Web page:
By: Wesley Legg
“I should have sold when I had the chance,” is a phrase our advisors hear much more often than “I sold too early.”
Timing a transaction is tricky, because it’s influenced by a variety of internal and external factors, such as:
– Government policy
– Capital markets
– Macro-economic forces
– Industry life-cycles
– The company’s life-cycle
– Personal needs and desires of the owner
Each one of these factors is important to consider, but credit markets have historically proven to be one of the most powerful external force in both inflating and deflating valuations. There are two reasons why.
Rate of Return
In the world of investing, return is commensurate with risk. The greater the risk, the higher the need for return. Economic risk is measured by determining the rate of return required for an equivalent investment facing an equivalent level of risk. This rate of return is called the “discount rate”. The capital used to buy a company is typically a combination of debt and equity. Equity can be in the form of either company stock or cash, and debt is borrowed money the acquiring firm/company pays interest on. Each source of funds is obtained at a different cost, so the “weighted average cost of capital” is used to determining the discount rate. As interest rates go down, present values go up, making valuations higher. A small change in the discount rate can result in large changes in valuation. Summed up simply, when paying higher interest rates, the investor requires a higher rate of return, which makes valuations go down, and vice versa.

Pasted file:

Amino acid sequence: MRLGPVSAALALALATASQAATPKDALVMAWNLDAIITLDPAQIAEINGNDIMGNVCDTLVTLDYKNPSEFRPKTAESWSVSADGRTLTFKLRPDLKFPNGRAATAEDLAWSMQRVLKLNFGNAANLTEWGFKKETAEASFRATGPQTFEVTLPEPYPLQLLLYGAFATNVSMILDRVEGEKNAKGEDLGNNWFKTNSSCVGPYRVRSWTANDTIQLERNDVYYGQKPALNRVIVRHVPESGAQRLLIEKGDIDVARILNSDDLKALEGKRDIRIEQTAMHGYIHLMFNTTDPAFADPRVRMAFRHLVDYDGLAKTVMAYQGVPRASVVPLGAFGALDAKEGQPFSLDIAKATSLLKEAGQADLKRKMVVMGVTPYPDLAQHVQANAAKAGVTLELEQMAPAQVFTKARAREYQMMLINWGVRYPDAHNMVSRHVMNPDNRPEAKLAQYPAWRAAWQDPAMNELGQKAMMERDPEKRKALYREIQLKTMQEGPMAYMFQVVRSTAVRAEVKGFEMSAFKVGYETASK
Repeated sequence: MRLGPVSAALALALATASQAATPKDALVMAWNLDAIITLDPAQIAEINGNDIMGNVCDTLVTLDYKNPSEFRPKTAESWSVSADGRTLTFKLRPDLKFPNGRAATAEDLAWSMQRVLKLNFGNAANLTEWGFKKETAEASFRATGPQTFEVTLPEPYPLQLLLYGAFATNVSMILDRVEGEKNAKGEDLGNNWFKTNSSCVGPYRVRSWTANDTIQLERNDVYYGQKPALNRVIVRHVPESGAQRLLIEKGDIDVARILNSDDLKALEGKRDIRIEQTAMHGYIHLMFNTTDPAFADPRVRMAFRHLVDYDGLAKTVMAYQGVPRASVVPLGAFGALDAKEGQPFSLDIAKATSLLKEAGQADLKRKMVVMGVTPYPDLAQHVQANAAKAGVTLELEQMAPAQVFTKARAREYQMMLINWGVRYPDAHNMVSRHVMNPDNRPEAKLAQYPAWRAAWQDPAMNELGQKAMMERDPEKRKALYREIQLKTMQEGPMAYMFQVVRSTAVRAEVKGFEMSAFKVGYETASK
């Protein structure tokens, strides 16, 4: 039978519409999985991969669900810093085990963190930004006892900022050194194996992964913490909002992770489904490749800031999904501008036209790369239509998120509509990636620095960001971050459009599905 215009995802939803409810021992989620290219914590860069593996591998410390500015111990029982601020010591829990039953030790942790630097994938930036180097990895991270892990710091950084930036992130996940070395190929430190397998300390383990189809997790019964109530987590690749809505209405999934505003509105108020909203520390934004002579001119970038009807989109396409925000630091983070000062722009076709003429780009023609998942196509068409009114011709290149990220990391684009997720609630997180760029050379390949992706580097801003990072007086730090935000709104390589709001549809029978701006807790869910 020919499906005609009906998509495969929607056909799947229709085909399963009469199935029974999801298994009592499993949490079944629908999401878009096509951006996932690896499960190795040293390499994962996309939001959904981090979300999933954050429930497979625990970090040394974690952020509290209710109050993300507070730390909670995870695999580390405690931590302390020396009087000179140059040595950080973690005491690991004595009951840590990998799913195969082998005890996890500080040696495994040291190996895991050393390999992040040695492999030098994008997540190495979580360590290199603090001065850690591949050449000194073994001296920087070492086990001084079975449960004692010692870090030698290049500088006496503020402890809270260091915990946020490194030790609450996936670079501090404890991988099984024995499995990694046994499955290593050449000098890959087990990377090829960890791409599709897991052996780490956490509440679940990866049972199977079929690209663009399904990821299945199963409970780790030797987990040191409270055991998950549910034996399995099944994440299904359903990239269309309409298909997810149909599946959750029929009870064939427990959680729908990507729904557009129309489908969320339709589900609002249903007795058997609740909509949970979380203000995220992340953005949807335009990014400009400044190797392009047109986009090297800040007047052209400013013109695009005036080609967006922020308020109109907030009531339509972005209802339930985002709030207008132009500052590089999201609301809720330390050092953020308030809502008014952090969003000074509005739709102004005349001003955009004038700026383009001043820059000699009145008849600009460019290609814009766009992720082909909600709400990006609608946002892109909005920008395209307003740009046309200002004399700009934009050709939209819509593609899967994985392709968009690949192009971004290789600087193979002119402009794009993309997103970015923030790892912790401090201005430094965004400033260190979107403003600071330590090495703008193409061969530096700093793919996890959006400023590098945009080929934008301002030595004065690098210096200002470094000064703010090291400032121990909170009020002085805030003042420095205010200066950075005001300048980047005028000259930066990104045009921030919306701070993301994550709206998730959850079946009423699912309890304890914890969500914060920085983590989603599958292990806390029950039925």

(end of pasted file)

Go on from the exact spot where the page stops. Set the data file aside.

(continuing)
Money supply also heavily influences business valuations. When the economy sputters, the fed lowers interest rates to stimulate the economy. When money is cheap and the economy bottoms out, capital markets begin to loosen the purse strings. Early investors buy cheap, but more money competing for a limited number of assets drives valuations higher, and investors, emboldened by their access to debt, and lower discount rates, start to take on more risk. Early investors start to see good returns and those on the sidelines, not wanting to miss out, come in to drive valuations even higher. Sometimes, fundamentals yield to speculation and for a period “the sky is the limit.” But then, fundamentals return, company’s default on their debt, capital markets get scared and stop lending, and in a small fraction of the time it took to inflate, asset values crater.